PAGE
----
Thursday, June 30, 2022

BTC attracts attention of sniffing MPs

The Assistant Minister of Trade and Industry, Vincent Seretse, continued to be a signatory to a Botswana Telecommunications Corporation (BTC) investment account despite having left the corporation, a report compiled by the Parliamentary Committee on Statutory Bodies has revealed.

The committee has been examining books of accounts for Parastatals like BTC and the Botswana Meat Commission (BMC) for the 2009/2010 financial year.

At the time of going to press, the committee’s chair, Robert Masitara, was not available for comment.

The committee, which holds its press conference tomorrow, is expected to table its report in the November session of parliament.

Reports indicate that the committee has passed their findings to Directorate on Corruption and Economic Crime (DCEC) for further investigation.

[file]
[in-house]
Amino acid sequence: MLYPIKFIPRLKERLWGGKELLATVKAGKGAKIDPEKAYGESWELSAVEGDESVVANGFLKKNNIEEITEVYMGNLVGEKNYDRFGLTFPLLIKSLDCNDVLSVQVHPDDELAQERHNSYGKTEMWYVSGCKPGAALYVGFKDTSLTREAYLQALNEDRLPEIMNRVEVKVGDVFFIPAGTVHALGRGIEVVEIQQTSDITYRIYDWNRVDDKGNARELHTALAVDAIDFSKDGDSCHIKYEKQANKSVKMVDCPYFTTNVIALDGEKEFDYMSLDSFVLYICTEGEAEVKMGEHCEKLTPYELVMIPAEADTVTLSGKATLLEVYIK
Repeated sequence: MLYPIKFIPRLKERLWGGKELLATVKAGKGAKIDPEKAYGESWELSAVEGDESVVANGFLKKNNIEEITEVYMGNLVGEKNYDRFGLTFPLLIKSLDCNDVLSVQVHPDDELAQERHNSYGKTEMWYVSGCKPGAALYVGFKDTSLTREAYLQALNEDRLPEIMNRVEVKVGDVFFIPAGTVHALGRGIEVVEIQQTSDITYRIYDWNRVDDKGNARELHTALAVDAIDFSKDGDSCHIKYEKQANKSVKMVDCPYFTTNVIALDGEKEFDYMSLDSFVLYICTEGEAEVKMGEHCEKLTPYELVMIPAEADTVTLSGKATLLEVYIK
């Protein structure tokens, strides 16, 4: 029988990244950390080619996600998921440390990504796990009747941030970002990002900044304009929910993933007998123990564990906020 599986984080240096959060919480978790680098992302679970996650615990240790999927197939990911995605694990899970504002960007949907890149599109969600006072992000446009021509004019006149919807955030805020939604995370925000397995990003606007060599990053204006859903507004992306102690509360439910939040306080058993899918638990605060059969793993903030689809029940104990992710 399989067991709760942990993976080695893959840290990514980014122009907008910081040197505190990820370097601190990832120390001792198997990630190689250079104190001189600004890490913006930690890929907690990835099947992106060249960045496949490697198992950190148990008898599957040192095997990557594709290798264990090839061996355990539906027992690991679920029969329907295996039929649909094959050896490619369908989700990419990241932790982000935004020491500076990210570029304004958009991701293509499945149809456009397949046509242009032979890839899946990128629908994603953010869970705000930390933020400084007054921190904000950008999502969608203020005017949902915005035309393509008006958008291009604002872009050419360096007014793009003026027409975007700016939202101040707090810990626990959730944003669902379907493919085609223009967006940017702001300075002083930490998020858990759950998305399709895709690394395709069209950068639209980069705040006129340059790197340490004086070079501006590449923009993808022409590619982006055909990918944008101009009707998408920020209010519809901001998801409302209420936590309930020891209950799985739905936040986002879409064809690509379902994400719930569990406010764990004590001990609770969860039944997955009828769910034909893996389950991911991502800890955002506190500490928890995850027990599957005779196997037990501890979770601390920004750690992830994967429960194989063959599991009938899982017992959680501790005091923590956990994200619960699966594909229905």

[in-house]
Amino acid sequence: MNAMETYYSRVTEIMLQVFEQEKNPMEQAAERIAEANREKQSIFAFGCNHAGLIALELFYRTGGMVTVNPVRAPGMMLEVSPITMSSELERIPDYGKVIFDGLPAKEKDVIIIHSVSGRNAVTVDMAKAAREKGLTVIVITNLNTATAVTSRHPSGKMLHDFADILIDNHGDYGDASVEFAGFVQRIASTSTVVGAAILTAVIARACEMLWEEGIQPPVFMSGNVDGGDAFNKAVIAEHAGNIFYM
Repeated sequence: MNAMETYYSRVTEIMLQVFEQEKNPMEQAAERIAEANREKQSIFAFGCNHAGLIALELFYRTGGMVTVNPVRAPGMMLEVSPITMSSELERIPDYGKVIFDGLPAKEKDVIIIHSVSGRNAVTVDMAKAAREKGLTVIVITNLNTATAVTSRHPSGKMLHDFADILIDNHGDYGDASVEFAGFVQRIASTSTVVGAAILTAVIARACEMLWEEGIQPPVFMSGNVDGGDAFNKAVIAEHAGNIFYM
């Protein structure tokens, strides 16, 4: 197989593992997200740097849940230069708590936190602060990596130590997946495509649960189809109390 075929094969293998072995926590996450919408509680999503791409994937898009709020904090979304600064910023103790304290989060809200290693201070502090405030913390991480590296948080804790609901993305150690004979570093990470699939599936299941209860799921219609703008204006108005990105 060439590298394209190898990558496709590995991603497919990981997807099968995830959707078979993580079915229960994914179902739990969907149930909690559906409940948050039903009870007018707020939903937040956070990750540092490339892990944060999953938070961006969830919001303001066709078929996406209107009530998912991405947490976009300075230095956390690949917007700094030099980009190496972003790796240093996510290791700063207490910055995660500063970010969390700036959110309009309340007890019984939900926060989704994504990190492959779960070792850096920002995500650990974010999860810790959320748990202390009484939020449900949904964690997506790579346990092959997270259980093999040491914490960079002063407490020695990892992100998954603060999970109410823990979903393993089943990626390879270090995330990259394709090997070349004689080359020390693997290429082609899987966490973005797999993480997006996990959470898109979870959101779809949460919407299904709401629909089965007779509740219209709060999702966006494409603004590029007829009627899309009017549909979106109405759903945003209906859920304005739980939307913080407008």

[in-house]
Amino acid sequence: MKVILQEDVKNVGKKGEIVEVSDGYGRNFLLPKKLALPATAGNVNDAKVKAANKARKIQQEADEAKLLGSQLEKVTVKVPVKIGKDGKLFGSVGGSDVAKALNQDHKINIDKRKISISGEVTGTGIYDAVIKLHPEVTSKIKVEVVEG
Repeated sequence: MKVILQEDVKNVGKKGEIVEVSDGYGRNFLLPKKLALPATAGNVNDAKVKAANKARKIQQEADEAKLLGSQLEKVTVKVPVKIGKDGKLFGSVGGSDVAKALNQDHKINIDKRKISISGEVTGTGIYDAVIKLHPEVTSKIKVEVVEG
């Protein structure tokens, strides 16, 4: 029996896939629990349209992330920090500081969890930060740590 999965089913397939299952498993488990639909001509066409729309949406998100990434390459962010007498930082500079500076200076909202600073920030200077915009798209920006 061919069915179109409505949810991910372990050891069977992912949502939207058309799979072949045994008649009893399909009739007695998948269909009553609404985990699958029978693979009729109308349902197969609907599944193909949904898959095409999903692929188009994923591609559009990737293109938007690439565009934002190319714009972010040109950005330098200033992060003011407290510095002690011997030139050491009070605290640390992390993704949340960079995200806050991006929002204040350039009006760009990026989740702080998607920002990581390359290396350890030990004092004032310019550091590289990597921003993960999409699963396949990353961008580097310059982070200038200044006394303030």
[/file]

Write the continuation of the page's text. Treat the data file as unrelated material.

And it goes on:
It is not yet clear on whether there will be a further probe but legislators are expected to make political fodder over the report, especially on the level of accountability at BTC and BMC.
In an interview with the Sunday Standard, Seretse said that it was impossible that he could still have been signatory at BTC after he had left.

“That’s not possible,” he said, adding that he ceased being a signatory when he left BTC.
He, however, explained that if at all he was still a signatory with his former employer then BTC was best placed to explain the issue.

“If you leave, those that remain behind are charged with the responsibility of changing signatories…I would not know whether they did it efficiently or not,” he said.

He said a number of organisations always fail to change signatories because some people sleep on the job.

Seretse is a Specially Elected Member of Parliament who entered parliament in 2009 after leading the ruling party to a successful general elections victory as the party’s chief strategist.

RELATED STORIES

Read this week's paper